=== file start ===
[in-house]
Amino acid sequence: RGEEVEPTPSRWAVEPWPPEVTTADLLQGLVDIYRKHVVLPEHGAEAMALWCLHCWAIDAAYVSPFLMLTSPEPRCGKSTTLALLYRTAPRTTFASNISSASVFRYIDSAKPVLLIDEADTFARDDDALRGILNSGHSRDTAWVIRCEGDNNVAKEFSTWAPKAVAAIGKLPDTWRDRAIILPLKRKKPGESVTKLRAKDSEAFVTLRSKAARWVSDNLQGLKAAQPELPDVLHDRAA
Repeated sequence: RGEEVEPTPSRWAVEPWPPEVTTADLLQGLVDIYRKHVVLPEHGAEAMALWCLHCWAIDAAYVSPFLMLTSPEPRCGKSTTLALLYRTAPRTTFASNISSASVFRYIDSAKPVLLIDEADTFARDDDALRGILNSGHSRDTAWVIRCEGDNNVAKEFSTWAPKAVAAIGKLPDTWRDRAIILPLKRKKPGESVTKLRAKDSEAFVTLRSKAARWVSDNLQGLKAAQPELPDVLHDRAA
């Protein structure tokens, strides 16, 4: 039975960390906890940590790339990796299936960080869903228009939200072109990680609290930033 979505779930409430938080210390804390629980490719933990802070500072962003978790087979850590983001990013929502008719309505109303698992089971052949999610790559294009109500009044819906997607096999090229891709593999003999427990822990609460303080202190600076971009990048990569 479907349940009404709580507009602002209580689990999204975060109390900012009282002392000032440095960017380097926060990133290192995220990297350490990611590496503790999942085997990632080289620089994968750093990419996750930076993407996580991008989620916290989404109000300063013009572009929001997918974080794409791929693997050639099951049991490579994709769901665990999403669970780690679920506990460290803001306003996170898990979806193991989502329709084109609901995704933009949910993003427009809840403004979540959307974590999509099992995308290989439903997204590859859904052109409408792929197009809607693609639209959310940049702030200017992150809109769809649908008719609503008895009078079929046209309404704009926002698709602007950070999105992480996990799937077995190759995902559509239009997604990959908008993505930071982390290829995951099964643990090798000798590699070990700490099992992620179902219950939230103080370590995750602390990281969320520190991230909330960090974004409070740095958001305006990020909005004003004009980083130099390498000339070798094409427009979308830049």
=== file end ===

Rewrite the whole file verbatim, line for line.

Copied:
[in-house]
Amino acid sequence: RGEEVEPTPSRWAVEPWPPEVTTADLLQGLVDIYRKHVVLPEHGAEAMALWCLHCWAIDAAYVSPFLMLTSPEPRCGKSTTLALLYRTAPRTTFASNISSASVFRYIDSAKPVLLIDEADTFARDDDALRGILNSGHSRDTAWVIRCEGDNNVAKEFSTWAPKAVAAIGKLPDTWRDRAIILPLKRKKPGESVTKLRAKDSEAFVTLRSKAARWVSDNLQGLKAAQPELPDVLHDRAA
Repeated sequence: RGEEVEPTPSRWAVEPWPPEVTTADLLQGLVDIYRKHVVLPEHGAEAMALWCLHCWAIDAAYVSPFLMLTSPEPRCGKSTTLALLYRTAPRTTFASNISSASVFRYIDSAKPVLLIDEADTFARDDDALRGILNSGHSRDTAWVIRCEGDNNVAKEFSTWAPKAVAAIGKLPDTWRDRAIILPLKRKKPGESVTKLRAKDSEAFVTLRSKAARWVSDNLQGLKAAQPELPDVLHDRAA
């Protein structure tokens, strides 16, 4: 039975960390906890940590790339990796299936960080869903228009939200072109990680609290930033 979505779930409430938080210390804390629980490719933990802070500072962003978790087979850590983001990013929502008719309505109303698992089971052949999610790559294009109500009044819906997607096999090229891709593999003999427990822990609460303080202190600076971009990048990569 479907349940009404709580507009602002209580689990999204975060109390900012009282002392000032440095960017380097926060990133290192995220990297350490990611590496503790999942085997990632080289620089994968750093990419996750930076993407996580991008989620916290989404109000300063013009572009929001997918974080794409791929693997050639099951049991490579994709769901665990999403669970780690679920506990460290803001306003996170898990979806193991989502329709084109609901995704933009949910993003427009809840403004979540959307974590999509099992995308290989439903997204590859859904052109409408792929197009809607693609639209959310940049702030200017992150809109769809649908008719609503008895009078079929046209309404704009926002698709602007950070999105992480996990799937077995190759995902559509239009997604990959908008993505930071982390290829995951099964643990090798000798590699070990700490099992992620179902219950939230103080370590995750602390990281969320520190991230909330960090974004409070740095958001305006990020909005004003004009980083130099390498000339070798094409427009979308830049």